Travelling through space to deliver a mysterious message concealed in the implant that keeps her alive, Winter Starling is racing against time to stop the implant being destroyed, which will cause her death.
James, who works as a computer programmer and lives in Emersons Green, had the idea for the novel while completing his A levels in 2014.
“I deliberately avoided starting the story right away,” says James. “My A levels kept me busy enough without trying to write a book at the same time!
“So, I held onto it for about a year, letting the idea develop and feeling my passion for it grow. Once I got to university, it felt like my life was starting to fall into place, and that I had the time and energy to start writing. It’s now been nearly five years since I first put pen to paper.”
The book, aimed predominantly at older teenagers and adults, launches on Saturday, August 15 at a virtual FantastiCon, a convention hosted by the book publisher’s Fantastic Books.
James hopes that everyone to be able to see a part of themselves in the story, saying:
“Despite all the hardship and strife along the way, I want people to come away from it all feeling hopeful for the future.”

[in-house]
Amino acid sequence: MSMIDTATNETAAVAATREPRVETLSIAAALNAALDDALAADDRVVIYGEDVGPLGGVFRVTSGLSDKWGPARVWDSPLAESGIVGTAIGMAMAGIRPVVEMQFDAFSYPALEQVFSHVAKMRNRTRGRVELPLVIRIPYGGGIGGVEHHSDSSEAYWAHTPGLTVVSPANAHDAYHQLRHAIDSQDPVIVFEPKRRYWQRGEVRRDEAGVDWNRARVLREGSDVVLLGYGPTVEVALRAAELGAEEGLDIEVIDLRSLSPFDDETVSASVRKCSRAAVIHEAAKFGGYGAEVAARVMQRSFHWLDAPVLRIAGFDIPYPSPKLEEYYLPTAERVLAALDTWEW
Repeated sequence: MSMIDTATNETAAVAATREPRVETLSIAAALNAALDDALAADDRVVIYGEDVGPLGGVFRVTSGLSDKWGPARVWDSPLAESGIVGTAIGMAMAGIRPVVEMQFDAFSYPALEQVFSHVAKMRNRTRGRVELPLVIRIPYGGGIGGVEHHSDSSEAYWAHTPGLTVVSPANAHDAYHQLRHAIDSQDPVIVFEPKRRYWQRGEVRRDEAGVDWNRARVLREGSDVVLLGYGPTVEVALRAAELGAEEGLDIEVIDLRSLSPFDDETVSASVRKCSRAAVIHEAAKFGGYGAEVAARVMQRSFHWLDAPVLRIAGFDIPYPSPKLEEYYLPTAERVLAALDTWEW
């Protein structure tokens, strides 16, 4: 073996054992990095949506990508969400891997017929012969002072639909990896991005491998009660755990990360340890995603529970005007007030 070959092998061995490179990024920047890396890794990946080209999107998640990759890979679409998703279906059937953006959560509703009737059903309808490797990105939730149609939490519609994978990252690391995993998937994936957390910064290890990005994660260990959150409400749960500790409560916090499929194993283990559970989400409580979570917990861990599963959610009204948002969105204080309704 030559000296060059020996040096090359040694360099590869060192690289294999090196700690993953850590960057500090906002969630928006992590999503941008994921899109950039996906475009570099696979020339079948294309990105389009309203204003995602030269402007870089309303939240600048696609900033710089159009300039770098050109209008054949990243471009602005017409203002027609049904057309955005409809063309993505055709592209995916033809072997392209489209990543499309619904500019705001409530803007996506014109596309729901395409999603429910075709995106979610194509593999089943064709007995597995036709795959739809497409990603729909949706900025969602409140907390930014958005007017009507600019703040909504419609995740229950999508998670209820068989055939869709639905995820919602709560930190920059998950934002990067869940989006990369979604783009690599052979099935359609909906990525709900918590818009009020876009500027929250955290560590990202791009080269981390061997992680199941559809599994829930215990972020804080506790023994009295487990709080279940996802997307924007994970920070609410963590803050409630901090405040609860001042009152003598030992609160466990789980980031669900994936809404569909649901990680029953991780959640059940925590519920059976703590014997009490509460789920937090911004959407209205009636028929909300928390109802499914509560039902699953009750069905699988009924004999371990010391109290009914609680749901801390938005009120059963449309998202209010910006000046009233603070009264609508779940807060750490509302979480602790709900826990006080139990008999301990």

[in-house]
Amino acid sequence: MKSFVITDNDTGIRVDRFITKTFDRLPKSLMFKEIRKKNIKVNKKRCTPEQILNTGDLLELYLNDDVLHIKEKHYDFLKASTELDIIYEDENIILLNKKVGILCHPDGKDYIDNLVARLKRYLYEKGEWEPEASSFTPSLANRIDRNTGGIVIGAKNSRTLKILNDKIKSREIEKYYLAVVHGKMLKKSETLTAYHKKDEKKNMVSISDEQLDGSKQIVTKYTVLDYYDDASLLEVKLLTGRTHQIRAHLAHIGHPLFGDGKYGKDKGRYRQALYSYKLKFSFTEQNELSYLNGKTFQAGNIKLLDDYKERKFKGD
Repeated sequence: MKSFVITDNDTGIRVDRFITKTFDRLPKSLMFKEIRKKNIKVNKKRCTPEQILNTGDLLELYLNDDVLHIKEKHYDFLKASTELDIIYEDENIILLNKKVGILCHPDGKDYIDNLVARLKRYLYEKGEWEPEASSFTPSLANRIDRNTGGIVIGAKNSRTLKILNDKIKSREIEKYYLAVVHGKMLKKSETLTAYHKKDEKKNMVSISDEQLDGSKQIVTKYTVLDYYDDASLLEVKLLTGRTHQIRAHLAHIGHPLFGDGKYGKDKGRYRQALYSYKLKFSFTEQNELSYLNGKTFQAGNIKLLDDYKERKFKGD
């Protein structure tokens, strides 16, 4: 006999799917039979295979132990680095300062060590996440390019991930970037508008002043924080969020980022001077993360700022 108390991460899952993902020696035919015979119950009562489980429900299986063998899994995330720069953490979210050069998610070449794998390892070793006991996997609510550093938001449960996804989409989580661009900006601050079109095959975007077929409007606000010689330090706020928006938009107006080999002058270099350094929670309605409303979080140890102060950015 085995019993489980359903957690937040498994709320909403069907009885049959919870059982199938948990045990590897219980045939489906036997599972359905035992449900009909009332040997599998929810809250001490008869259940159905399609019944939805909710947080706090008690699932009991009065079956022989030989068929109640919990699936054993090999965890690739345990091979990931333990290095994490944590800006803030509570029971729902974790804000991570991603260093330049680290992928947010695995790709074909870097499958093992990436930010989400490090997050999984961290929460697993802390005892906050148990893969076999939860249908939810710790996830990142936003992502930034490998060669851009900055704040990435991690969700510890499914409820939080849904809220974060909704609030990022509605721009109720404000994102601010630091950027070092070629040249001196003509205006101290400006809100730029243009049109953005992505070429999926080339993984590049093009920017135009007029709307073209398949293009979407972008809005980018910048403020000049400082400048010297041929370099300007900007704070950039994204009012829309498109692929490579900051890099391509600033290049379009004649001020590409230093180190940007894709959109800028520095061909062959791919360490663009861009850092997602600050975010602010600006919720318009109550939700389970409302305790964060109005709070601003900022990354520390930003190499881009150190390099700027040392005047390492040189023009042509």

Described as “science fiction at its fast-moving best”, Winter Starling, a small-time smuggler, becomes a pawn in a bigger game, as the spinal implant that keeps her alive makes her a useful tool in someone else’s armoury.
The novel follows Winter’s journey to different planets and through challenges including blackmail, insurmountable problems and being used by others.
“It’s definitely meant for adults and late teens,” says James. “Fundamentally, I wrote it for myself. I’ve had really positive feedback from so many people, and some of the demographics have really surprised me!
“At this point I’d hate to define the audience too strongly. If you have a love for personal, character-focused stories, The Reality Exchange is for you.”
Main photo: James Vigor
Read more: Building a better world post-pandemic